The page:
Imagine a small black box with only a single wire connecting it to the wall power. The Open Wi-Fi signal emanating from it is a free stream of information, to which anyone in the vicinity with a computer, tablet or smartphone, can connect. This is a VS-Pi Server. Village Science is co-developing the VS-Pi server […]
Village Science would like to thank Nor Sanavongsay for his contribution of several children’s books. Nor is a Lao-American designer, illustrator, and writer who makes his home in the Bay Area of California, USA. Xieng Mieng: A Sticky Mess was a project ten years in the making for Nor, who wrote and illustrated the book, […]
Plugging in a monitor and a keyboard can be a little overkill for a device that only costs $35 USD. In my opinion, two of the greatest Raspberry Pi features are that it’s (1) lightweight and (2) easily portable. Needing a separate external display/keyboard negates both of these qualities. In this post, I’ll detail how […]
In this Q&A, Chief Technologist Nick Wynja takes us under the hood of the Raspberry Pi and explains how Village Science is harnessing this inexpensive computer and shared code to bring educational materials to the developing world.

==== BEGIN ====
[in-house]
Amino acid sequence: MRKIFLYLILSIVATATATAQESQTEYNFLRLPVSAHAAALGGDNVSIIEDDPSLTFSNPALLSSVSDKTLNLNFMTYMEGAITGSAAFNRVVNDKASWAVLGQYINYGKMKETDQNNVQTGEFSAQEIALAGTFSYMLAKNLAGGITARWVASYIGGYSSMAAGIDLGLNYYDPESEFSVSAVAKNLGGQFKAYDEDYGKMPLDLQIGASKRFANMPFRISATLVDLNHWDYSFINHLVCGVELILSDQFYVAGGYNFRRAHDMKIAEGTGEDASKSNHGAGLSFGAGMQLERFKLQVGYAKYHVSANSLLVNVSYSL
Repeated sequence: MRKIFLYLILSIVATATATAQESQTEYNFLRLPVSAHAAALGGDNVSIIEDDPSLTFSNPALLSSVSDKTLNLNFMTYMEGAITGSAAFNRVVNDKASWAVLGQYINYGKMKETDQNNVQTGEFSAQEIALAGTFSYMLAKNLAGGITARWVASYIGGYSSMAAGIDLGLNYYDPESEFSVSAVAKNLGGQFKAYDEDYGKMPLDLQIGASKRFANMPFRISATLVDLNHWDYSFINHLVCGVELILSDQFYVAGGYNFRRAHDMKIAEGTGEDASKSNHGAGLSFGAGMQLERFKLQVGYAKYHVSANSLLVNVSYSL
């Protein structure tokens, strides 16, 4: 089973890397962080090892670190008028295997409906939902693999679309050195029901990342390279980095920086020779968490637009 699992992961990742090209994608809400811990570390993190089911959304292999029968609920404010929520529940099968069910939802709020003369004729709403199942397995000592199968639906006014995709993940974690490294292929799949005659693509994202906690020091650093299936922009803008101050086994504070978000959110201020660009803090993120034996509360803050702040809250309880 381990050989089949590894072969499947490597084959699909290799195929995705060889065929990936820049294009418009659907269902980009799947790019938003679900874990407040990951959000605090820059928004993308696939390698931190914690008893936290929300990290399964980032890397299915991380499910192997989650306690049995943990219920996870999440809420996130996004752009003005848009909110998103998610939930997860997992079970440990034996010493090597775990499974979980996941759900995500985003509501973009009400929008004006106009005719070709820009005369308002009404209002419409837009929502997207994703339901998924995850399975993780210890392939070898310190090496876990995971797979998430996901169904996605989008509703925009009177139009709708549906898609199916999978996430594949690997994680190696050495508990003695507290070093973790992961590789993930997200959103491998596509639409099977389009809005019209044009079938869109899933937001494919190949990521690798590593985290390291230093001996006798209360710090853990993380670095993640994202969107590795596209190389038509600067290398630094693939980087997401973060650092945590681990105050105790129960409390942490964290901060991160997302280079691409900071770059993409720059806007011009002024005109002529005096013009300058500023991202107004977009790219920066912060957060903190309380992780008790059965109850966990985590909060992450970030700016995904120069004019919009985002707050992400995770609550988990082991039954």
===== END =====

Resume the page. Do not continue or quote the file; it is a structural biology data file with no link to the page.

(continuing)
Can you remember the first moment when you were curious – really curious – about how something worked? When I was age 3 or 4, my parents gave me a cheap AM radio. It was shaped like “Big Bird” from Sesame Street, sitting on a nest. (In a clever bit of design, the nest actually […]
Exciting news: Village Science just received a monthly grant of $10,000 with Google Ads. To use an official term: we’re stoked – but we need a Google AdWords / SEO savvy volunteer to help us with creating ads, choosing keywords and maximizing this AdWords Grant. Getting the word about Village Science “out there” on the […]
Nick Wynja, our Chief Technologist, shares the story of how he became a Village Scientist – and puts out a call for you to join him!
We are living in a world where human beings face challenges perhaps larger in scope than at any point before in history. It’s up to the people living here and now to try to find solutions.